Background Few studies have evaluated the effectiveness of massage for back pain. Objective To evaluate the effectiveness of two types of massage for chronic back pain. Design Single-blind parallel group randomized controlled trial. Setting Integrated health care delivery system in Seattle area. Patients 401 persons 20 to 65 years of age with non-specific chronic low back pain. Interventions Ten treatments over 10 weeks of Structural Massage (intended to identify and alleviate musculoskeletal contributors to pain through focused soft-tissue manipulation) (n=132) or Relaxation Massage (intended to decrease pain and dysfunction by inducing relaxation) (n=136). Treatments provided by 27 experienced licensed massage therapists. Comparison group received continued usual care (n=133). Study presented as comparison of usual care with two types of massage. Measurements Primary outcomes were the Roland Disability Questionnaire (RDQ) and the Symptom Bothersomeness scale measured at 10 weeks. Outcomes also measured after 26 and 52 weeks. Results At 10 weeks, the massage groups had similar functional outcomes that were superior to those for usual care. The adjusted mean RDQ scores were 2.9 and 2.4 points lower for the relaxation and structural massage groups, respectively, compared to usual care (95% CIs: [1.8, 4.0] and [1.4, 3.5]). Adjusted mean symptom bothersomeness scores were 1.7 points and 1.4 points lower with relaxation and structural massage, respectively, versus usual care (95% CIs: [1.2, 2.2] and [0.8, 1.9]). The beneficial effects of relaxation massage on function (but not on symptom reduction) persisted at 52 weeks, but were small. Limitations Restricted to single site; therapists and patients not blinded to treatment. Conclusions This study confirms the results of smaller trials that massage is an effective treatment for chronic back pain with benefits lasting at least 6 months, and also finds no evidence of a clinically-meaningful difference in the effectiveness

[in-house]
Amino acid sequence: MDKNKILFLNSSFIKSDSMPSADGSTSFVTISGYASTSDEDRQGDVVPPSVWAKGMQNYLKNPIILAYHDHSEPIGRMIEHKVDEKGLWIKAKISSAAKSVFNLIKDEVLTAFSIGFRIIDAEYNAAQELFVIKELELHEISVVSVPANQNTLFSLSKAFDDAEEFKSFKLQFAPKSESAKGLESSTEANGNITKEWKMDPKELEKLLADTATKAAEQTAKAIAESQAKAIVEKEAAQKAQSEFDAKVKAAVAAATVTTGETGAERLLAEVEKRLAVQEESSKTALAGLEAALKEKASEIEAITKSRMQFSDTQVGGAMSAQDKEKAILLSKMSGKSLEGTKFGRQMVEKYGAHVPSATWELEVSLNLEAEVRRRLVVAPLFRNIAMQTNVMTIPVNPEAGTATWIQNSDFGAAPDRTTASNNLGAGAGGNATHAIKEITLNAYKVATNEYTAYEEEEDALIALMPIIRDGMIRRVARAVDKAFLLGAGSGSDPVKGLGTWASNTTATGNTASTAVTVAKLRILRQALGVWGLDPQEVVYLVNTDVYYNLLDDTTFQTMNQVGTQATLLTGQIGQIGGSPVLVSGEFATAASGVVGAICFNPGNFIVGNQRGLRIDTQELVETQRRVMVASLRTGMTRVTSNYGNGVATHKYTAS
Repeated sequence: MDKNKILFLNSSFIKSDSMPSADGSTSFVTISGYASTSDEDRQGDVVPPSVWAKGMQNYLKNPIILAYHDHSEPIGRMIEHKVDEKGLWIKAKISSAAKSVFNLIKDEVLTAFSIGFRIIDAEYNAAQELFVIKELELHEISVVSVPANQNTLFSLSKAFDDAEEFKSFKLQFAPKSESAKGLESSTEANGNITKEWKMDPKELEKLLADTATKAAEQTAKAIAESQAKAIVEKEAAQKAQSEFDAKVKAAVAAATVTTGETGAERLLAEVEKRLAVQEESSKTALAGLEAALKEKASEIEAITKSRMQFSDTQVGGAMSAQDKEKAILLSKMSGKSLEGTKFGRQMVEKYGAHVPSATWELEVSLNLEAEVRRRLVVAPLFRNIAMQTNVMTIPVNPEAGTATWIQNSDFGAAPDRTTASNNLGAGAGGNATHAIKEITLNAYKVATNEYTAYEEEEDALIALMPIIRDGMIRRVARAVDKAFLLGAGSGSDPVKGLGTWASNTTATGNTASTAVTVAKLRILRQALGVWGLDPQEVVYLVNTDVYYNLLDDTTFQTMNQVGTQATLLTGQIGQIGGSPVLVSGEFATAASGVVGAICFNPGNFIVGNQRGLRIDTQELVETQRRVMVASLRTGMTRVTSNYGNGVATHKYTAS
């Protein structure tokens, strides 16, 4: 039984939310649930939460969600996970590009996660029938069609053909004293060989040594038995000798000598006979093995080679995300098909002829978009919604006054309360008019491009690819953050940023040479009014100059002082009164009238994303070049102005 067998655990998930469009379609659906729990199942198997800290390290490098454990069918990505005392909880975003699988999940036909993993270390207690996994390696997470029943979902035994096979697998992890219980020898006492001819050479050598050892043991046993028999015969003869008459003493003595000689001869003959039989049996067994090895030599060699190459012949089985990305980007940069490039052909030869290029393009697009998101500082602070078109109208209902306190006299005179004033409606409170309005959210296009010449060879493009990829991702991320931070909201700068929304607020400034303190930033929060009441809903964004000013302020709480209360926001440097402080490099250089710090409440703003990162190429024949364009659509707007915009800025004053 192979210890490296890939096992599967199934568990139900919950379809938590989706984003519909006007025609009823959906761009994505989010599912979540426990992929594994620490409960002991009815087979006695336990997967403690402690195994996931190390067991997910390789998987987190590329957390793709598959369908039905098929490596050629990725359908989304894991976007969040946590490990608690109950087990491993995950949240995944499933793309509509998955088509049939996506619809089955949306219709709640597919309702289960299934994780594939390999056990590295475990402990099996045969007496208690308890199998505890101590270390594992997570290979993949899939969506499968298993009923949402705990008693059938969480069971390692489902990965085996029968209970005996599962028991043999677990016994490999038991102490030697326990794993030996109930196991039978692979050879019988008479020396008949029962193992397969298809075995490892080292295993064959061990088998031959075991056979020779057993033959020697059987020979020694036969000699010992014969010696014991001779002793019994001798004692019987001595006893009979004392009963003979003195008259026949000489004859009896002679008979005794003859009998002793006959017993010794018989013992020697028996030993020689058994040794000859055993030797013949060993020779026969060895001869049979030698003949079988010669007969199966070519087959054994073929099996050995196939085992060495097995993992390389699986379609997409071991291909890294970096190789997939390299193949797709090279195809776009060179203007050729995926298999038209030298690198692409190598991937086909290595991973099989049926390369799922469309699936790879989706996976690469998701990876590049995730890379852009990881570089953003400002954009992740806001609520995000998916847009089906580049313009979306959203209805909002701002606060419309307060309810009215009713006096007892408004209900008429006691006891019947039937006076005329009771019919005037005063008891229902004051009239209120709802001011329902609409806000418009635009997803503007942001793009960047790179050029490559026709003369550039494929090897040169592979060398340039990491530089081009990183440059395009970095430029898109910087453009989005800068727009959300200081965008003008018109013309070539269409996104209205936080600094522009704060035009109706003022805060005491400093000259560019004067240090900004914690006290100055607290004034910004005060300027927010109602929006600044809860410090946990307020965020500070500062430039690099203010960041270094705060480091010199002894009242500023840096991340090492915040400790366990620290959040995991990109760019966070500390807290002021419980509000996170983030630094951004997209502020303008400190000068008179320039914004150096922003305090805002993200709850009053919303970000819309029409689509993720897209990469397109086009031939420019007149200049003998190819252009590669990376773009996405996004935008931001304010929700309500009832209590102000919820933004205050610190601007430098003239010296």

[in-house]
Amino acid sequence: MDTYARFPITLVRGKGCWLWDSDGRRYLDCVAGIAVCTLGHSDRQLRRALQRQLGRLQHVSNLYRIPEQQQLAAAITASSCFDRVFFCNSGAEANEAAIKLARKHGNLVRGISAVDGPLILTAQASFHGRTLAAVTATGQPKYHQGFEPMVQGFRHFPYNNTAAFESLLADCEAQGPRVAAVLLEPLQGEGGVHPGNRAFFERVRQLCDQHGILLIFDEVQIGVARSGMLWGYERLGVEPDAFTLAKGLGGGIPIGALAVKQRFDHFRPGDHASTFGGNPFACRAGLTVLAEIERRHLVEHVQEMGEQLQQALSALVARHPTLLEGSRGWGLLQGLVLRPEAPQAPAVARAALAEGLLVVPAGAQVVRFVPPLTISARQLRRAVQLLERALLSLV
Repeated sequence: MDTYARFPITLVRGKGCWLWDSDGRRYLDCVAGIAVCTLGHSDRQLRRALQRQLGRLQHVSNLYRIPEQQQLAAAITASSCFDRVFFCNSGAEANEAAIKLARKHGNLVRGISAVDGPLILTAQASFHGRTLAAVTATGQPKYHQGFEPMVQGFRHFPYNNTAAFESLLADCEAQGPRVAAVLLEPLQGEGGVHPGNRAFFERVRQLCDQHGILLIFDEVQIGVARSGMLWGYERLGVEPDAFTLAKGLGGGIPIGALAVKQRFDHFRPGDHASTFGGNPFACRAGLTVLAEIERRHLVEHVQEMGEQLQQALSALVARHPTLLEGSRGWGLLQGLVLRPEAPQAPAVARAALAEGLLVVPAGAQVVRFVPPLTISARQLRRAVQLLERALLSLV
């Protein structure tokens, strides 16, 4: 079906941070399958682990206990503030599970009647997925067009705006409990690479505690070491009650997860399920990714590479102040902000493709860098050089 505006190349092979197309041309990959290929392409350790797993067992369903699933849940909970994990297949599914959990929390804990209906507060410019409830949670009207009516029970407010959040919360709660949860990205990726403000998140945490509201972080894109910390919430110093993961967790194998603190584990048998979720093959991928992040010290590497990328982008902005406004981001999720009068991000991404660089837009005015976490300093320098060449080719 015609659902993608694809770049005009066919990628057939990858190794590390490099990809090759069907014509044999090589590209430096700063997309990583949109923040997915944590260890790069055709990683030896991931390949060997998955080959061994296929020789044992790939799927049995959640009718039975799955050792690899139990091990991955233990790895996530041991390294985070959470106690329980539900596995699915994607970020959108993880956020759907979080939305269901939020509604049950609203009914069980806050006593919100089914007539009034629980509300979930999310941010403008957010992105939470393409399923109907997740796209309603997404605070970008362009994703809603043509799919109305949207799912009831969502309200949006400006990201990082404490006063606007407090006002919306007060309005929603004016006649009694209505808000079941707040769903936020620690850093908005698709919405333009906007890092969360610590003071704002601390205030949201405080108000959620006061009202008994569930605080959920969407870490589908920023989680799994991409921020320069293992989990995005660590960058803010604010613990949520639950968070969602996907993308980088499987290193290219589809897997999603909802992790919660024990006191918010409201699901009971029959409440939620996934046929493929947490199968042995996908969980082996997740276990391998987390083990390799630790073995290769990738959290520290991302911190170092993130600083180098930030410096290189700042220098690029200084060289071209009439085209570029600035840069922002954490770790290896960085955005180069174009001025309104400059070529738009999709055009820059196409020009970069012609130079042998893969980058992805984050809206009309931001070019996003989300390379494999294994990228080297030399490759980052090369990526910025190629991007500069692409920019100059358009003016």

1. Evolutionary dynamics on random structures